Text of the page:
Over the past decades, the work landscape has evolved, and technology is now deeply ingrained in everyday life of a modern employee. Gone were the days when offices contained rows of cubicles where employees were paid to sulk in the front of clunky computers for eight to over ten hours a day.
Nowadays, a typical office worker can be mobile and even bring their own devices to work, allowing them to do their job more comfortably and more efficiently. Known as Bring Your Own Device (BYOD), this approach has enabled many organizations today to enhance their employee productivity while at the same time generate significant cost saving as they no longer have to invest in additional equipment.
However, there is another shift in the modern workplace set forth by the ever-advancing technology and changing requirements of companies: The rise of Virtual Assistants (VAs). For years, VAs have changed the way businesses operate and plan their workforce. Yet, many companies – especially those in the small- and medium-scale spectrum – are yet to realize the potential impact of this new breed of professionals to their long-term success.
But what are VAs, anyways? Wikipedia defines a virtual assistant as a self-employed person who works online and provides a variety of support services to individuals and organizations who are in need of additional workforce. Often, the companies and organizations that hire a VA are those that have limited resources to hire an in-house employee or simply want to cut their overhead expenses such as employee benefits, insurance, equipment depreciation, rent, and utilities.
While it seems that the virtual assistant industry is just new, it has actually been existing for some time now. Just like other professions, the Virtual Assistant industry has its own colorful origins to boast and share with the world. According to VirtualAssistantInc.com, the term “virtual assistance” was coined in 1996 by life coach Thomas Leonard while he was having a phone conversation with Anastacia Brice. Brice, who was working back then as a home-based contractor, then borrowed the term to name the new emerging profession. In 1997, she opened the first organization for VAs called the AsssistU – which is still operating up to now.
In 1999, the first-ever international association of virtual assistants was formed – the International Virtual Assistants Association (IVAA). This non-profit organization aims to respond to the ever-growing demand for the profession, and also to assist VAs all over the globe by providing them with education and benefits to ensure that the industry can function sustainably in the long haul. Ever since then, the virtual assistant industry has grown significantly. It is no longer a profession that is frowned upon in the business industry, but rather a much-needed solution in the ever-growing and ever-changing work landscape.
According to the statistic, there are now more than 4 million administrative assistants in the U.S. alone. Many of those are virtual assistants that offer a wide range of services for almost every aspect of the business. For instance, there are VAs that can be employed as Executive Assistants by top-tier business leaders to organize their day-to-day schedule. Their services can include managing calls and emails, acting as a liaison between the client and their employees and customer, responding to queries, making travel arrangements, and much more.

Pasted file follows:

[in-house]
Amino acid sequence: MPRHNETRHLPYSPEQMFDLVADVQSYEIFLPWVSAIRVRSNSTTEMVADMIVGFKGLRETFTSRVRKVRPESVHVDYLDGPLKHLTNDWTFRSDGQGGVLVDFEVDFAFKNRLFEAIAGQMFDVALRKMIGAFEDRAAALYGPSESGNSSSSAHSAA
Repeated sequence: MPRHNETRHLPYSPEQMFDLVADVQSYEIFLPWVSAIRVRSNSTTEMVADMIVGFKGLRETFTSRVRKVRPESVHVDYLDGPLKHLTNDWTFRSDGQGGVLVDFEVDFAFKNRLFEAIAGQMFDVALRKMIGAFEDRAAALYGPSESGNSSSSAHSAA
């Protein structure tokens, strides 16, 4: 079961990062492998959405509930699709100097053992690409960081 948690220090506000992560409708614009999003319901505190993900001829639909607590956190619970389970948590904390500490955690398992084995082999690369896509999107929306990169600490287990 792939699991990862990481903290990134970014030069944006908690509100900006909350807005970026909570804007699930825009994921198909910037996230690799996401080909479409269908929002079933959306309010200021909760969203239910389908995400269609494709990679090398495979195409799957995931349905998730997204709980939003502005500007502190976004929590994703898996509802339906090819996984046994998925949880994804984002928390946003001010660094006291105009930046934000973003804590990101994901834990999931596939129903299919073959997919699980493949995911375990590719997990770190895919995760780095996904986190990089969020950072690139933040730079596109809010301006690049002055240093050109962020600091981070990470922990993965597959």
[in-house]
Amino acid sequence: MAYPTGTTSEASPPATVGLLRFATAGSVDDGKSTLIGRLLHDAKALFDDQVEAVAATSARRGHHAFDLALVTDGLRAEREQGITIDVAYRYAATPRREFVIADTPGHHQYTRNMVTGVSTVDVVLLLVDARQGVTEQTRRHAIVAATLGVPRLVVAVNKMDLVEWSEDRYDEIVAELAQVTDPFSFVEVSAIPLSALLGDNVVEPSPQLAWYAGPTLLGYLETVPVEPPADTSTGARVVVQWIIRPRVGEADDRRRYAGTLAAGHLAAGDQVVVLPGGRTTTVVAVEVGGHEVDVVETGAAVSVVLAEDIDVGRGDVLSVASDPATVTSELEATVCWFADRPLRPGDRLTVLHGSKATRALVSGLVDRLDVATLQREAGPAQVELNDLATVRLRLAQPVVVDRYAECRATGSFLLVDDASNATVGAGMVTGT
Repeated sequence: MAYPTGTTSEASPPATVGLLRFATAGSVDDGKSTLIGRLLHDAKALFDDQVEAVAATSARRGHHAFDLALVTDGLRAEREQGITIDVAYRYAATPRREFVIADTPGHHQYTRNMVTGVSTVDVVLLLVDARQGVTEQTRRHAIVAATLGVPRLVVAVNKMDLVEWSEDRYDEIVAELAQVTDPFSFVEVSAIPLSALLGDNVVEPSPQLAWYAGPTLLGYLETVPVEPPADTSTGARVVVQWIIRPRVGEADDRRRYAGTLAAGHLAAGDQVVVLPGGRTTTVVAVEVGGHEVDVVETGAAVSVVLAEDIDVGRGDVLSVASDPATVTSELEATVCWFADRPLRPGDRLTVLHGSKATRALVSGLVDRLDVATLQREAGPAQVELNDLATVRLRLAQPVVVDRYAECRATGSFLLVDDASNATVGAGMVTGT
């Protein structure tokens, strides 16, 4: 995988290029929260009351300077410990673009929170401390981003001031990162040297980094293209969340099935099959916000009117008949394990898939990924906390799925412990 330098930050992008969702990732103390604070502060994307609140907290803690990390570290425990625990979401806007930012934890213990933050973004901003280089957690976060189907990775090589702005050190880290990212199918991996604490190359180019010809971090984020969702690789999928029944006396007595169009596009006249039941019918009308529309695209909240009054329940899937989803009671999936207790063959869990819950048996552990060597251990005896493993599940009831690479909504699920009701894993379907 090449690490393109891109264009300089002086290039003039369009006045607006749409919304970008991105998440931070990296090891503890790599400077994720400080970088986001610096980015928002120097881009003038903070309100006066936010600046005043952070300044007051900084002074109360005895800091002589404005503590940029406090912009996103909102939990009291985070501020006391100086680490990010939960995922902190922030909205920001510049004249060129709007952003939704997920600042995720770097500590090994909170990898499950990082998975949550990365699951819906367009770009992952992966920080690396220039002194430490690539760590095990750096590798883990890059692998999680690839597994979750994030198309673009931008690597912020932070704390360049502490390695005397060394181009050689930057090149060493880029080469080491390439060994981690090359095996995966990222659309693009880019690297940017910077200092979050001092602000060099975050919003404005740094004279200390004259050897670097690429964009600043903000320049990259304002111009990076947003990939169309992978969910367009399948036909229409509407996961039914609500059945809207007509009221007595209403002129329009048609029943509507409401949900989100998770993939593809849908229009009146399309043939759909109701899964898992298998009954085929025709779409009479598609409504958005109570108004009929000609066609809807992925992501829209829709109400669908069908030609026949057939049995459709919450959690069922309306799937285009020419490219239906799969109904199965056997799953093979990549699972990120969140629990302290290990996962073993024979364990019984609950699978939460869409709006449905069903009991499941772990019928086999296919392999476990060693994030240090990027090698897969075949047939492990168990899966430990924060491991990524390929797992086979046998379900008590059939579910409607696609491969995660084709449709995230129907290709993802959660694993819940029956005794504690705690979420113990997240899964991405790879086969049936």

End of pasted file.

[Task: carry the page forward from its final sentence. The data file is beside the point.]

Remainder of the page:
Aside from administrative tasks, VAs can also be hired to augment the Sales and Marketing workforce of the company. Often, the VAs employed for this kind of service are tasked to create a marketing plan for both prospective and existing customer, as well as to promote the business’ products and services on different online channels.
The cost of hiring virtual assistants for these certain services can vary depending on the tasks that will be delegated to them. Other factors that should be taken into consideration are the relevant experience on the task of the assistant, the deadline for the project, and the difficulty of the task itself.
Oftentimes, VAs charge higher for skill- and time-intensive services, such as copywriting, video production, and email marketing. The opposite can be said for more basic tasks such as schedule management, data entry, and flight booking.
That being said, most virtual assistants in the market these days charge anywhere from $1 to $100 per hour. However, there are virtual assistant solution companies that offer enticing packages even for start-up businesses. A starter Virtual Assistant industry solution, for instance, will only require a company to pay $50 per week for a 10-hour work, which is great especially if the tasks to be delegated are routine tasks that are not highly technical or time-intensive.
When planned thoroughly and carefully, a business can enjoy substantial benefits from hiring virtual assistants. First, they would be able to lower their operational cost because they are no longer required to provide any benefits, equipment, paid training, or bonuses. Furthermore, many reports have also shown that employees working remotely are actually more productive because they have better control of their time and spend less or no time traveling to an actual office.
These benefits clearly convey just how much Virtual Assistant industry can help businesses of all sizes and type to scale their operations without having to spend as much when they hire in-house employees. With a reliable virtual assistant solution offered by a trustworthy company, businesses can retain the competitiveness of their workforce and ultimately provide a more streamlined service to their customers in the long run.
Check out this infographic by OVA Virtual to learn more about the virtual assistant industry and the benefits it can provide both to businesses and aspiring VAs!